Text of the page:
We finished work on the final report and I've arrived back home from the program. Overall, I think the program was great for providing me insight not only into what grad school is like, but what areas I have to improve in and what kinds of traits I need to cultivate in order to survive there. I really liked worked with Eric: if the chance ever arises, I advise talking to him, he's great at explaining and knows the field inside and out. All of us are lucky to be able to be able to continue working with him on this project, since we probably have enough to submit to a conference. This site will be updated then or as particularly notable developments occur. - 7/31


Conference submission in progress. - 7/31/22

We submitted a collection of different results to a conference and will also be submitting to a journal very soon as well. Many of the results obtained during the REU were better formalized, checked, and repaired at certain points, and a few small results were added after the REU.

Back at the end of the program, I mentioned a proof idea for showing closure for NISZK_L under monotone truth-table reductions, but that method didn't end up working out since it was fairly naiive. However, Eric suggested that we use the approach from [4], which dealth with SZK, to show closure for both NISZK_L and SZK_L under a stronger type of truth-table reduction. Adapting that method using logspace and branching programs worked for SZK_L, but we were unable to adapt it for NISZK_L, since NISZK_L's complete problems can't use the same approach without some new methods. NISZK also seems generally harder to prove things for, as opposed to SZK, which has a good number of nice properties known for it.

As a personal update, I will be giving a talk on 10/18 as part of the UMass Theory seminar on parts of this project; in particular, I plan to cover the adaptation of the SZK closure properties, which I'm most familiar with. My talk will probably be around half an hour, and I plan to put the slides here after the presentation. - 9/30/22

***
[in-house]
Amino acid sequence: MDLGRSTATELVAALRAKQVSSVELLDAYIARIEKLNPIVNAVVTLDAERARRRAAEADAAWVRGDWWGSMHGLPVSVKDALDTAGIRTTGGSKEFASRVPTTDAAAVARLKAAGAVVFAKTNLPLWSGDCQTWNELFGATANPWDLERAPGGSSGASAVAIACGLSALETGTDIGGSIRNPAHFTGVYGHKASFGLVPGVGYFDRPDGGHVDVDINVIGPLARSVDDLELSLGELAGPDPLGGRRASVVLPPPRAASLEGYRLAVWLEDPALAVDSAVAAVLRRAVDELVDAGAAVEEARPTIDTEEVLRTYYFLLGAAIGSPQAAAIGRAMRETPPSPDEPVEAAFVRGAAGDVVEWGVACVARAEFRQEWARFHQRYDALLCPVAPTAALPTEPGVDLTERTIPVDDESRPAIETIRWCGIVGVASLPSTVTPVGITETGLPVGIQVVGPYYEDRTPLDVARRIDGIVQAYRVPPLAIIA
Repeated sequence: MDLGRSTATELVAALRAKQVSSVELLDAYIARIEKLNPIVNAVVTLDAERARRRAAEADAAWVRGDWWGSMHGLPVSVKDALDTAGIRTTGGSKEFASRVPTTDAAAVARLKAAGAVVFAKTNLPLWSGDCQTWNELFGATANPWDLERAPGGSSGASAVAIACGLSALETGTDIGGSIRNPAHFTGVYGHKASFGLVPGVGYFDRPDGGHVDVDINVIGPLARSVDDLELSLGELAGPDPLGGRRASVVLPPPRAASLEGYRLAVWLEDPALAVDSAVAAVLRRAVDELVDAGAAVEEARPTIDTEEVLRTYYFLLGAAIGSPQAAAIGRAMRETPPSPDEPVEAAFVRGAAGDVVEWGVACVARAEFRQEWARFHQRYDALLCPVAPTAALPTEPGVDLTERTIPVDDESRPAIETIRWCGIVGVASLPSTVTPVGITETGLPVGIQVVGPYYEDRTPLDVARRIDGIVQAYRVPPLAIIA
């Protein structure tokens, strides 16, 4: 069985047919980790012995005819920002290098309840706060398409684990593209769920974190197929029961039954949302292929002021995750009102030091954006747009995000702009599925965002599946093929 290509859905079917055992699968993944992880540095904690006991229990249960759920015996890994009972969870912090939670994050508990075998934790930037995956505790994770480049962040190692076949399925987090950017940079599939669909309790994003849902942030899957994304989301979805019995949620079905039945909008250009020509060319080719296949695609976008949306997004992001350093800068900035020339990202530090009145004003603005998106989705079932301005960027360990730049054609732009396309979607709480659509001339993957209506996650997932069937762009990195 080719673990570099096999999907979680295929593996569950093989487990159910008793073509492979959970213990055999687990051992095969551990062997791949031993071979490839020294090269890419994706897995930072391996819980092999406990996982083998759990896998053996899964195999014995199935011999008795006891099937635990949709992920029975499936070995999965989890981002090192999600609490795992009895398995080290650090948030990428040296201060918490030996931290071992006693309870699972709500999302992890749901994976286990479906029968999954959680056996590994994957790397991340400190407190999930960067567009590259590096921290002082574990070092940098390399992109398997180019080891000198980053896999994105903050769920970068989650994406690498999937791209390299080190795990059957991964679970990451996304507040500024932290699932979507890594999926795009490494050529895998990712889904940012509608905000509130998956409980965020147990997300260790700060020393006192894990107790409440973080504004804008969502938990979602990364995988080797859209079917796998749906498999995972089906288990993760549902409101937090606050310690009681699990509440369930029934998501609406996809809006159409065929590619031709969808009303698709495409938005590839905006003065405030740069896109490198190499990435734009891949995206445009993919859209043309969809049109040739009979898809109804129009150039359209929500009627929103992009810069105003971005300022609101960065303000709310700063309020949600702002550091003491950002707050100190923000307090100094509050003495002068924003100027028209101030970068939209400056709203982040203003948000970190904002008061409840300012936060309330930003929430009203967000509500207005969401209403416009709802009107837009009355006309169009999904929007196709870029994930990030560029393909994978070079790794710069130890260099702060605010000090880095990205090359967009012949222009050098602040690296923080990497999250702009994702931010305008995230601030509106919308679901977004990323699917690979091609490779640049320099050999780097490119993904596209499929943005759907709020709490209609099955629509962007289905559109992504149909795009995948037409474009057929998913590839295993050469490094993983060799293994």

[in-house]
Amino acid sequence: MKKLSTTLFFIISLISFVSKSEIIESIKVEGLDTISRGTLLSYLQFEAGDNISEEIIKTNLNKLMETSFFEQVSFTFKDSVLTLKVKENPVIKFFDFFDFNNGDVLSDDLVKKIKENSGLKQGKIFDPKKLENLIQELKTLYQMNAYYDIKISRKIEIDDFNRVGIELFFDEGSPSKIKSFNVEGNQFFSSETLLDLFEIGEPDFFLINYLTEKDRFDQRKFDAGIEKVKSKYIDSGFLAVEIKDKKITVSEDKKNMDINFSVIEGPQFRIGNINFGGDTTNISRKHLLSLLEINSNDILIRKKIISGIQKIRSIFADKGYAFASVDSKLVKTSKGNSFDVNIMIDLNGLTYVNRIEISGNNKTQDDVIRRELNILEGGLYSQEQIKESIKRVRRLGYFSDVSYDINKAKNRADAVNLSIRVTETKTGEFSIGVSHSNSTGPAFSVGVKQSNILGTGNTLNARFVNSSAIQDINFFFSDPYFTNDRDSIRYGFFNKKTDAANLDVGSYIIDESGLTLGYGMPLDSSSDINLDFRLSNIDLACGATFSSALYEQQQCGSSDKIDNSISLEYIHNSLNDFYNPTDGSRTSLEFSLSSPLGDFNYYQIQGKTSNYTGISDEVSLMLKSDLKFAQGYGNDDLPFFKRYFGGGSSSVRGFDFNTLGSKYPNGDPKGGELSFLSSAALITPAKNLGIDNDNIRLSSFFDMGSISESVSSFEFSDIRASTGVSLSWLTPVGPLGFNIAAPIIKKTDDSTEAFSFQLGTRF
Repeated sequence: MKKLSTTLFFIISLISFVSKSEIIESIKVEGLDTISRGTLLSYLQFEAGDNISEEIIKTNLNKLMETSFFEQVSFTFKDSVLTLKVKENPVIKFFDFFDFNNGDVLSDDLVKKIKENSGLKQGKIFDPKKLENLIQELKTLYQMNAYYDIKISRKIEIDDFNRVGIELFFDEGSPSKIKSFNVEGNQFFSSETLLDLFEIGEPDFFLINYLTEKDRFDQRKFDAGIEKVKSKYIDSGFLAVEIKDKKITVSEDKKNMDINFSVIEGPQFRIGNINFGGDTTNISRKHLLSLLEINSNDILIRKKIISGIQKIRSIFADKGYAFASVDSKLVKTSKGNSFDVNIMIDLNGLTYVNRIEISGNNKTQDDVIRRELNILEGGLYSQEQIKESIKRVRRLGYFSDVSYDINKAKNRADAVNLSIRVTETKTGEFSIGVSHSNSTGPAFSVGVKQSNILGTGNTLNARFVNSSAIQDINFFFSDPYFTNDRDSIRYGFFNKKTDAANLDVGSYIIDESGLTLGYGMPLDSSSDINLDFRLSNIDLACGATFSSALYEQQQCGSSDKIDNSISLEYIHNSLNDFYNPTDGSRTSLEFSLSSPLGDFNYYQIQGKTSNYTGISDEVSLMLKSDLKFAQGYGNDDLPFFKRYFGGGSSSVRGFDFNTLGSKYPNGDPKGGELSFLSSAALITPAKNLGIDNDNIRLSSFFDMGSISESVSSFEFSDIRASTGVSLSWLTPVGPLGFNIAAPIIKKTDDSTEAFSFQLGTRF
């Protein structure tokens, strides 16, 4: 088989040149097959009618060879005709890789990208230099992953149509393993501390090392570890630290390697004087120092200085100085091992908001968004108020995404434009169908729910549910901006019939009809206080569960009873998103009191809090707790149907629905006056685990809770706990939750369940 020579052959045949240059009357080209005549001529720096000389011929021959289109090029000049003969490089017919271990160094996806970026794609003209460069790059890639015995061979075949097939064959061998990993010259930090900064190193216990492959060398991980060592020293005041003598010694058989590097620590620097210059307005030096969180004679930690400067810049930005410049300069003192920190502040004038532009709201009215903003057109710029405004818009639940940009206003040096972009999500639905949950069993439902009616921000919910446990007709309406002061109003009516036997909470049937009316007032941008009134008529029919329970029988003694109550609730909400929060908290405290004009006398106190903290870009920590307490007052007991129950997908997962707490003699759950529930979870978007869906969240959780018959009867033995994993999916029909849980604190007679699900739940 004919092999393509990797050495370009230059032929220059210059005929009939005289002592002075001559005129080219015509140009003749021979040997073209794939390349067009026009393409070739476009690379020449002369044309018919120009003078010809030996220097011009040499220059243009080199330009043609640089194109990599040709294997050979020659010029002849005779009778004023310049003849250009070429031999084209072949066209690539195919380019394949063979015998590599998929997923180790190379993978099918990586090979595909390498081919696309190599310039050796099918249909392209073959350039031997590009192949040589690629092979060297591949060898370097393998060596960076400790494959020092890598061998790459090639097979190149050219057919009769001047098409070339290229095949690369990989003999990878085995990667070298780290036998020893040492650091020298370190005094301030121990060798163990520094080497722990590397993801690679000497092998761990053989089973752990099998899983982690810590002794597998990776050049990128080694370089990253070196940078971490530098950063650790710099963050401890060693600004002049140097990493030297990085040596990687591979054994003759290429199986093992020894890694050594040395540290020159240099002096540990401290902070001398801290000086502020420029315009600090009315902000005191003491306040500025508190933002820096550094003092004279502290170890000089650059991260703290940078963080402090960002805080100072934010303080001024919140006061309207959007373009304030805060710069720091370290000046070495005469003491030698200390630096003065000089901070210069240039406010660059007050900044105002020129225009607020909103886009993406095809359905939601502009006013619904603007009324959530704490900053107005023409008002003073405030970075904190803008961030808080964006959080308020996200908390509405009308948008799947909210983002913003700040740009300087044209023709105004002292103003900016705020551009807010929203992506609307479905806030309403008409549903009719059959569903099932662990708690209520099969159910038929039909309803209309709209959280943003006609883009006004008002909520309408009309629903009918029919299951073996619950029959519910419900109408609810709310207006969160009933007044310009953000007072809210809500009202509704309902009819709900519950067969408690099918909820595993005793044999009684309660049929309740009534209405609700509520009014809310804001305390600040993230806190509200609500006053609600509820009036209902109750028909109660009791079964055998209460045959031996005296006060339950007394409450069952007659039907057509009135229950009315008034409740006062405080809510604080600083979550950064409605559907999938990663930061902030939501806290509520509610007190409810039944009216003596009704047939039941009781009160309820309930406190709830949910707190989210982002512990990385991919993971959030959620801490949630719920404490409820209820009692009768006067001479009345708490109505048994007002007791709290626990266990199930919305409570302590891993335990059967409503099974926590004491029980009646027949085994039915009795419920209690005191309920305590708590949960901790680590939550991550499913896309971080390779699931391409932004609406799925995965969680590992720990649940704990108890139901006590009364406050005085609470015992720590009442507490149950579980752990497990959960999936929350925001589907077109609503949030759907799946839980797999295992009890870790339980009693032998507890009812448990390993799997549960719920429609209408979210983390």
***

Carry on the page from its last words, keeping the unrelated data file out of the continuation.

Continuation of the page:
I've finally updated the website with the presentation: it can be found at the top of the page, underneath the final report. The presentation went well, but may be hard to follow. I also have good news: we were finally accepted at a conference (RANDOM 2023!) The link to our paper can be found at the top of the page. Apologies for the super long delay on the update. -8/20/23


I would like to thank my advisor, Eric Allender, and his graduate student, Harsha Tirumala for helping and guiding me, both with the project and with other related questions and issues. Thanks are also in order for my partners, Pengxiang and Saachi, who especially impressed me with how fast they seemed to pick up the project.

I would also like to thank the DIMACS REU 2022 program at Rutgers University for giving me the opportunity to do this research and meet fellow students, as well as organize funding for me to be there.

A large thanks to the NSF for providing funding for me this summer, as this research was primarily supported by NSF grant CCF-1852215.

Finally, I have deep gratitude to David Mix Barrington and Rik Sengupta from UMass Amherst for writing my recommendation letters for me for this program.


[1] Eric Allender, John Gouwar, Shuichi Hirahara, and Caleb Robelle: Cryptographic Hardness under Projections for Time-Bounded Kolmogorov Complexity, Proc. 32nd International Symposium on Algorithms and Computation (ISAAC 2021), pp. 54:1--54:17.

[2] Goldreich, Oded & Sahai, Amit & Vadhan, Salil. (1999). Can Statistical Zero Knowledge be made Non-Interactive? or On the Relationship of NISZK. Electronic Colloquium on Computational Complexity - ECCC. 6. 791-791. 10.1007/3-540-48405-1_30.

[3] Benny Applebaum, Yuval Ishai, and Eyal Kushilevitz. Cryptography in NC0. SIAM Journal964 on Computing, 36(4):845-888, 2006. doi:10.1137/S0097539705446950.

[4] Amit Sahai and Salil Vadhan. 2003. A complete problem for statistical zero knowledge. J. ACM 50, 2 (March 2003), 196–249. https://doi.org/10.1145/636865.636868